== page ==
Category Archives: Church Revitalization
Often the life of a sacred agent is simply ‘a long obedience in the same direction.’ (Eugene Peterson) There’s much to be said for faithful perseverance. But what about when the world gets turned on its head? What do good representatives of Christ do in times of upheaval? Here are some preliminary thoughts, given that the heaval is still currently on the up:
Be Still -When everything’s blown apart by a storm, and there’s so much to check up on and so many loose threads to tie down. It’s tempting to go into ‘heroic’ mode, and some of us need to – for instance medical and essential services workers. But weirdly, this particular crisis is calling for the majority to stay put and slow down, which is very hard for heroes. But it can be a great gift to those around you to stand firm, to be still. If this season allows you some rest, take it. There’s no doubt there’ll be much to do before long, needing many good people who are refreshed and ready to go. Sit with Psalm 46 for a bit.
Be Constant -Many people are feeling like the rug’s been pulled out from under them. When everything’s shaking, people look to hold onto something that’s not. Are you able to be unshaky? Keeping to good rhythms, and particularly your spiritual disciplines (holding to One who is unshaky) will help not only yourself, but also those around you.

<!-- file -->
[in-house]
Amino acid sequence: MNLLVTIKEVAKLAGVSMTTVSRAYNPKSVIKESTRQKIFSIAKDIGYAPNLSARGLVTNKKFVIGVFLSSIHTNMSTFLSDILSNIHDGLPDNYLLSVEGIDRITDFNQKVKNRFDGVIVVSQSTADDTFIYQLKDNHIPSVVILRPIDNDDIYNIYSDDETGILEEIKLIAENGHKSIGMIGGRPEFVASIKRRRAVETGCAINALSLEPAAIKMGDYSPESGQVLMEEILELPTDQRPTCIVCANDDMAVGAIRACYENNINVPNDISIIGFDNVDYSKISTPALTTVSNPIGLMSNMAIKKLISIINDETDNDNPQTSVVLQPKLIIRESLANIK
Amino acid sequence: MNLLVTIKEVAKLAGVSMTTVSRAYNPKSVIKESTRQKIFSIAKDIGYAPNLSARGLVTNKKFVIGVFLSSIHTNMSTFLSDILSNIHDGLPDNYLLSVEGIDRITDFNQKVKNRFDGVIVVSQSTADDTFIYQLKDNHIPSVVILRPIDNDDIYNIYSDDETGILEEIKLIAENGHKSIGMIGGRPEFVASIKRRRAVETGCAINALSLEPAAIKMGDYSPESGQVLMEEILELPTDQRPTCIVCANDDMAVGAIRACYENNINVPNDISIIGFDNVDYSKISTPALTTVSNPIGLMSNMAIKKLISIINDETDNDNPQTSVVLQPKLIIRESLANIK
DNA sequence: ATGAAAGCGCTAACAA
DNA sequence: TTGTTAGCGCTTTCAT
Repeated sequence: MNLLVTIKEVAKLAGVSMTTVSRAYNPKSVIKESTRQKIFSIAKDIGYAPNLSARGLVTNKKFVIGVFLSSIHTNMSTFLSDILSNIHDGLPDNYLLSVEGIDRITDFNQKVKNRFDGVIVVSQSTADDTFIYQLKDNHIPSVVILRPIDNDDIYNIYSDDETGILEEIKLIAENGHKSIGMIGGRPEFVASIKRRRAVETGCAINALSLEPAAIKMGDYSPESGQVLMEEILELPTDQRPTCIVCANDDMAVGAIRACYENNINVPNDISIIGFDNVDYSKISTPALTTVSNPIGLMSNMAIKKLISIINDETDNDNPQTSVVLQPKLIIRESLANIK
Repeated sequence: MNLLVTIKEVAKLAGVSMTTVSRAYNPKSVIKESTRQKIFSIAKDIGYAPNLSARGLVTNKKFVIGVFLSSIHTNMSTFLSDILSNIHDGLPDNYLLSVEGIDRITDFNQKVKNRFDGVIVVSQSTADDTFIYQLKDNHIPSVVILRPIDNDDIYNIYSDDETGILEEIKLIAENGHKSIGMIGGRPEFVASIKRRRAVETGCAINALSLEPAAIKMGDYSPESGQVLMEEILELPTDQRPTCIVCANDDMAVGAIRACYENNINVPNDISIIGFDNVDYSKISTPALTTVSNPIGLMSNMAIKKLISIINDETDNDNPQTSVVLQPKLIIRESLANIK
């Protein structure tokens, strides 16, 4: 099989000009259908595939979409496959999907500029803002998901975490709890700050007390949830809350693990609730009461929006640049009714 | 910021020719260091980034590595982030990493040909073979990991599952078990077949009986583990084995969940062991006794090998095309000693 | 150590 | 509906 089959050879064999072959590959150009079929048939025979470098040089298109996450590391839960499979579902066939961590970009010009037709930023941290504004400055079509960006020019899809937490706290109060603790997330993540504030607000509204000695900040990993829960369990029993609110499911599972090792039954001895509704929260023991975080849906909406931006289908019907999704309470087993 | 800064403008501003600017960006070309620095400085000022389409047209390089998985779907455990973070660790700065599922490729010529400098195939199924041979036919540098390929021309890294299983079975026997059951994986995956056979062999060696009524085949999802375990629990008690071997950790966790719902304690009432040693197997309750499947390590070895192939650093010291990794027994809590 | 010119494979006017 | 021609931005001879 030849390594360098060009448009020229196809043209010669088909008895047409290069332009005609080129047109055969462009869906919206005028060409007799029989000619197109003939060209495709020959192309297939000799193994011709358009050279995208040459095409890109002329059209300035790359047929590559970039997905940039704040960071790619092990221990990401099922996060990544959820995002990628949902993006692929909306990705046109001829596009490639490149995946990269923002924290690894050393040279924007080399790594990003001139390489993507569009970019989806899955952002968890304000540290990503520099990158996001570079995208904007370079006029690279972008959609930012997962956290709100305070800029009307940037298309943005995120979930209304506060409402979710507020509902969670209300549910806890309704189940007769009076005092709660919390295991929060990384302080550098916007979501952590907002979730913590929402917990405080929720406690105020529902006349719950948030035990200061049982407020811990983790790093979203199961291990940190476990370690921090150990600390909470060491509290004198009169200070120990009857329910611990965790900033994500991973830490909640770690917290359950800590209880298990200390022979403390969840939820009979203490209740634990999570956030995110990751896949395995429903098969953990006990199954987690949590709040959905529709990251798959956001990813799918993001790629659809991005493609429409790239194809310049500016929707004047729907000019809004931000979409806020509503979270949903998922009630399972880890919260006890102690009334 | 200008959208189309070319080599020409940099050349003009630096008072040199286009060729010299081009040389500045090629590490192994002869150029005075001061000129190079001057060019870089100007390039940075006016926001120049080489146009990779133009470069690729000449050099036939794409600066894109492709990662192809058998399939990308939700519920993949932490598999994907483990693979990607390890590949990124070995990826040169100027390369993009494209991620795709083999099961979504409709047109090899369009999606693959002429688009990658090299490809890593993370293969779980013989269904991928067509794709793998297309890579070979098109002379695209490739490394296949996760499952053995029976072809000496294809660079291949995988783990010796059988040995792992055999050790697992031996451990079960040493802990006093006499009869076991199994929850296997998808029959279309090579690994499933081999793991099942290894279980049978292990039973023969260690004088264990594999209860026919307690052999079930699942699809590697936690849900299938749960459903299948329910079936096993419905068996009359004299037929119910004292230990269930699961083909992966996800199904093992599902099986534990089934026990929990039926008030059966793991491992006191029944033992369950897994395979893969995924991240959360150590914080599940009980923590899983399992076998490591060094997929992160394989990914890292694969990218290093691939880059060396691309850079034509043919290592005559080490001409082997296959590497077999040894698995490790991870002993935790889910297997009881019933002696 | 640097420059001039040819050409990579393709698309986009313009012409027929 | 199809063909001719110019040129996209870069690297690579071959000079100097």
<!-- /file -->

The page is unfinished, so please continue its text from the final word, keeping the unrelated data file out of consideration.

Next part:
Be Wise – I wonder whether owls are associated with wisdom because their eyes open so wide. It’s not becoming for sacred agents to be in denial, or to bury our heads in the sand or our hands. The shrewd manager in Jesus’ parable(Lk16) saw what was shifting in his life and made adjustments. If God is using this time of shaking to shake off of us stuff that’s been holding us back, let’s cling to it no longer. Keep seeking wisdom, which is to say, God’s perspective.
Be Kind – Under stress, it’s easy for people to go into survival mode and become ruthless, selfish and sharp. We, whose ultimate survival is guaranteed, need not be drawn down that path. More than ever seeking the Spirit, let his gentleness, peace, joy and love flow through us. We will shine especially bright when we’re determined to respond to unkindness with kindness. Our God fights fire with water.
Be Confident – Sacred agents may well weep and lament alongside the suffering, and in our own suffering too. But we do so still knowing that Jesus’ kingdom will ultimately triumph in a renewed creation. This calls us to be hopeful, and hopeful in a way that is more than wistful or wishful. We should plan. Plan banking on Jesus winning. What might mission and ministry and church look like on the other side of this? Perhaps we were blind-sided by the storm; let’s not be blind-sided by the calm after it!
It’s not downhill from here till the lights go out. No, even in the pitch black, we sacred agents look to the East.
We should measure spirituality by flow, not volume. It’s not “How much of the Holy Spirit do you have?” but rather “How much of you does He have?” Scripture speaks of God’s Spirit blowing like the wind, or pouring like water. He moves, he flows, he doesn’t merely inhabit. When Jesus invites the thirsty to come to him and drink, he immediately says that from those who do, ‘streams of living water will flow.’Jn7